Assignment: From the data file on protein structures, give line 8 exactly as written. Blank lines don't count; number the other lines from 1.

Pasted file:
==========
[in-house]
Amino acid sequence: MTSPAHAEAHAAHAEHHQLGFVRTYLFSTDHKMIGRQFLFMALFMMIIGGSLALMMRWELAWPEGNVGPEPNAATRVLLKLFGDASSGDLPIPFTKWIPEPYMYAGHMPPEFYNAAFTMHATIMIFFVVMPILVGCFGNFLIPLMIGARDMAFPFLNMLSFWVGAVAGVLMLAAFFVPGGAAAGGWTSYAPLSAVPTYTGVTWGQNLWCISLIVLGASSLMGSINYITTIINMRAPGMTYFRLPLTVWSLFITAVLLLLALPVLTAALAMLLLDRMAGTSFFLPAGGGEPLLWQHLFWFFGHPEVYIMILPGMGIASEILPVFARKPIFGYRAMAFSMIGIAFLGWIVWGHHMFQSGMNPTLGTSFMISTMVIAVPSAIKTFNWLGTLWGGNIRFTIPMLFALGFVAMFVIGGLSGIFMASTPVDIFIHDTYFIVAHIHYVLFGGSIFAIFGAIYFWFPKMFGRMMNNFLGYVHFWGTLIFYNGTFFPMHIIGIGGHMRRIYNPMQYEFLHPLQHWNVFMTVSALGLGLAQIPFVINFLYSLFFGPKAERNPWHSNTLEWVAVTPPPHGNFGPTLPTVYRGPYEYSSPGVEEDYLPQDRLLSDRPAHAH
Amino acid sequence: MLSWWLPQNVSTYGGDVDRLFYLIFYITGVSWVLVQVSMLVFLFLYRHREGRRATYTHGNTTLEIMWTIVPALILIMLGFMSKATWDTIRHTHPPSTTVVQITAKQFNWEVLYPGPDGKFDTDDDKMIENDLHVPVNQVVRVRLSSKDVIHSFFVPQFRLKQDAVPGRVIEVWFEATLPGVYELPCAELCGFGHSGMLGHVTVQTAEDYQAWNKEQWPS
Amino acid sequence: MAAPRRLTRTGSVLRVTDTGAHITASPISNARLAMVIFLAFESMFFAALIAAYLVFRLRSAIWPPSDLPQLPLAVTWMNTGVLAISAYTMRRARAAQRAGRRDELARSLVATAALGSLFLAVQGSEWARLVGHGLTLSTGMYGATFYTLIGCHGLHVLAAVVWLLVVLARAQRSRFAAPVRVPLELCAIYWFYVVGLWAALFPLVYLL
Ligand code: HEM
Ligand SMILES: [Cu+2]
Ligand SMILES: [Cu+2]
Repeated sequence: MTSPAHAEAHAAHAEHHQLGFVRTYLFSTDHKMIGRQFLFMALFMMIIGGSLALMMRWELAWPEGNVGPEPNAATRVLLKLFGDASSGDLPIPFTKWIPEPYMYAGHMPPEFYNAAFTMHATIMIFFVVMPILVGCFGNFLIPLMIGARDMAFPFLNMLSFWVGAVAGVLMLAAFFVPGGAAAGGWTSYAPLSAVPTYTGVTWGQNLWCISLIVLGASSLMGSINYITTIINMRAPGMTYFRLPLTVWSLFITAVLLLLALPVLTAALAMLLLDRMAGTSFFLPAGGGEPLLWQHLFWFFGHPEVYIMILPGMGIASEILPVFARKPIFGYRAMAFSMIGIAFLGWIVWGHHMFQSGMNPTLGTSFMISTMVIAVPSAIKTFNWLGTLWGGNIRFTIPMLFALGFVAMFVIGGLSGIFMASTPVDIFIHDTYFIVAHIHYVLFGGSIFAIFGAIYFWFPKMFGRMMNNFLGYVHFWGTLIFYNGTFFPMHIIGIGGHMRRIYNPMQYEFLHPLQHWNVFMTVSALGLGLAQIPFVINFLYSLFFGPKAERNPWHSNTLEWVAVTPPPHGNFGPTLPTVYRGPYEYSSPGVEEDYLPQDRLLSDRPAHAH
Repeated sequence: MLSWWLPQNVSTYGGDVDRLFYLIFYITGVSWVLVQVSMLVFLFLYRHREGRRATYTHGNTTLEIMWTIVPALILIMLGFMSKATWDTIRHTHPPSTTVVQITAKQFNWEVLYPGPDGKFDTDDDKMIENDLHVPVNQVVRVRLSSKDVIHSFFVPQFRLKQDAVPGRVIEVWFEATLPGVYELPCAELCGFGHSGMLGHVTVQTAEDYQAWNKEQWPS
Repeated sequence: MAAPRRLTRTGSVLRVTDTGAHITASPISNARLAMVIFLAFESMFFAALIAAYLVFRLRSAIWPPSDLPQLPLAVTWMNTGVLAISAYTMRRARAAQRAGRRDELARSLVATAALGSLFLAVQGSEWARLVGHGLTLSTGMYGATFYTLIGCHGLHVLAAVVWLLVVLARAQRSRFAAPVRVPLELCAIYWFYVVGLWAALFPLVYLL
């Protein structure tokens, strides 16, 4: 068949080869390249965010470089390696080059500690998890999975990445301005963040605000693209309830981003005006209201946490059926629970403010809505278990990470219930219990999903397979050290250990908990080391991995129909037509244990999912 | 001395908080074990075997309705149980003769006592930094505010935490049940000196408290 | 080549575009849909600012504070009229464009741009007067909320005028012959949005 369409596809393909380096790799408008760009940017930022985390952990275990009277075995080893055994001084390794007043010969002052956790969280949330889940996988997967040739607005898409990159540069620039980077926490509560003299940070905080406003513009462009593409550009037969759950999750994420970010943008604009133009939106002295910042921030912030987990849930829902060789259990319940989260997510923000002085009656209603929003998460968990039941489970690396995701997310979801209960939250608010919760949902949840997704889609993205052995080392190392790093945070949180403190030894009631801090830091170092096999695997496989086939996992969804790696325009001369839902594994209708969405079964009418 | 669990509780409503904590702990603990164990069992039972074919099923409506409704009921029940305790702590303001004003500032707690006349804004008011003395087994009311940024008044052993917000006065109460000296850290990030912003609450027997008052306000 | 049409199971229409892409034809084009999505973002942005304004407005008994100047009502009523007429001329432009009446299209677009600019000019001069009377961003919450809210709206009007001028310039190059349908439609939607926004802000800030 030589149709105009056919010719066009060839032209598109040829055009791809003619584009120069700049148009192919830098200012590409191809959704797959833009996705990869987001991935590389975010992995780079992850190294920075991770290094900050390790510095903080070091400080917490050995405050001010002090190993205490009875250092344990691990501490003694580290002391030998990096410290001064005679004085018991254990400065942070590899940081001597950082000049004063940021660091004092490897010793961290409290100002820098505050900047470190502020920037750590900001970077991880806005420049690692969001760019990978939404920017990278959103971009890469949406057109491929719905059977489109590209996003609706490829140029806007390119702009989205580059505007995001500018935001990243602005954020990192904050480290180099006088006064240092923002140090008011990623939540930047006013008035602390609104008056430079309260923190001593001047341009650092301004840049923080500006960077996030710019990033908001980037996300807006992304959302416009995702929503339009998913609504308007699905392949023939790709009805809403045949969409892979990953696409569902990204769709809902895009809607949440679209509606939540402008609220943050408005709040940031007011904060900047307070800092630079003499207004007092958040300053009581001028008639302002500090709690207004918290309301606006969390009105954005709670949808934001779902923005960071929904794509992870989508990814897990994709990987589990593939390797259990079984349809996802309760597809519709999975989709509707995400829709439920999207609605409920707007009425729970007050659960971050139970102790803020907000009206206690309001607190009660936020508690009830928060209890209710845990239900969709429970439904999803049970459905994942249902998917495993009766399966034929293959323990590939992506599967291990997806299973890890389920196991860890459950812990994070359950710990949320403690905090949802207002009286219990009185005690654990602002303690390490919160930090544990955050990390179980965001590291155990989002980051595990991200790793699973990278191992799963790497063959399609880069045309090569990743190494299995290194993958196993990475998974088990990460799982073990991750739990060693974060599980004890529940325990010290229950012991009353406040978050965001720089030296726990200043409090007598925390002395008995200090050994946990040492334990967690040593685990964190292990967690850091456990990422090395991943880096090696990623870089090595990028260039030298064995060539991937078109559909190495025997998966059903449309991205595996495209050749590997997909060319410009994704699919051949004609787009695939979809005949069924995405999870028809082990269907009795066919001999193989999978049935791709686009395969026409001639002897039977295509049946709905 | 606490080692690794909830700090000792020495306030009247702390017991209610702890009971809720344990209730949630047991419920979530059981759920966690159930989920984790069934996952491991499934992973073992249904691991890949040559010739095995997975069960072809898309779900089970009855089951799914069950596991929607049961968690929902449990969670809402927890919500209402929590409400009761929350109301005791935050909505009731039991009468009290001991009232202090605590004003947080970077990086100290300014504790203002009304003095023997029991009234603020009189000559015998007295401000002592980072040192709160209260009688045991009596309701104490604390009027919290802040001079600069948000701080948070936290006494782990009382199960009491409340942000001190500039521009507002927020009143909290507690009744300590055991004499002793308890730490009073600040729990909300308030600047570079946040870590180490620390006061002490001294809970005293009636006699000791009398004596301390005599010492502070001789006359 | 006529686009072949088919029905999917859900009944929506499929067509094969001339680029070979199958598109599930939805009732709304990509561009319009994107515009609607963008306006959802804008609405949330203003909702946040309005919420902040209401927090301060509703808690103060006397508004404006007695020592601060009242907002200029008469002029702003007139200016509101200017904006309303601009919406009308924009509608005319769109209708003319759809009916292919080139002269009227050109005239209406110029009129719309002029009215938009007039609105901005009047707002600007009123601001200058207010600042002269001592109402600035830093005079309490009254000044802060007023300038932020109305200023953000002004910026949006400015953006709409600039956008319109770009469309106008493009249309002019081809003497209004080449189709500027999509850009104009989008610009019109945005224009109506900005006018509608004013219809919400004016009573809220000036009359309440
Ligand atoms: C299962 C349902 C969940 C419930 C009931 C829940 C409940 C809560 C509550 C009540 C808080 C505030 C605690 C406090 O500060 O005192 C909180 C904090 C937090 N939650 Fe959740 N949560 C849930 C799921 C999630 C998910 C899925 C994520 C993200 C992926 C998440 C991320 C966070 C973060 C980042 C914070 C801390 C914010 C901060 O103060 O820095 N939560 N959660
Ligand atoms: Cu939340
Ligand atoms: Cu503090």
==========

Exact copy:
Repeated sequence: MTSPAHAEAHAAHAEHHQLGFVRTYLFSTDHKMIGRQFLFMALFMMIIGGSLALMMRWELAWPEGNVGPEPNAATRVLLKLFGDASSGDLPIPFTKWIPEPYMYAGHMPPEFYNAAFTMHATIMIFFVVMPILVGCFGNFLIPLMIGARDMAFPFLNMLSFWVGAVAGVLMLAAFFVPGGAAAGGWTSYAPLSAVPTYTGVTWGQNLWCISLIVLGASSLMGSINYITTIINMRAPGMTYFRLPLTVWSLFITAVLLLLALPVLTAALAMLLLDRMAGTSFFLPAGGGEPLLWQHLFWFFGHPEVYIMILPGMGIASEILPVFARKPIFGYRAMAFSMIGIAFLGWIVWGHHMFQSGMNPTLGTSFMISTMVIAVPSAIKTFNWLGTLWGGNIRFTIPMLFALGFVAMFVIGGLSGIFMASTPVDIFIHDTYFIVAHIHYVLFGGSIFAIFGAIYFWFPKMFGRMMNNFLGYVHFWGTLIFYNGTFFPMHIIGIGGHMRRIYNPMQYEFLHPLQHWNVFMTVSALGLGLAQIPFVINFLYSLFFGPKAERNPWHSNTLEWVAVTPPPHGNFGPTLPTVYRGPYEYSSPGVEEDYLPQDRLLSDRPAHAH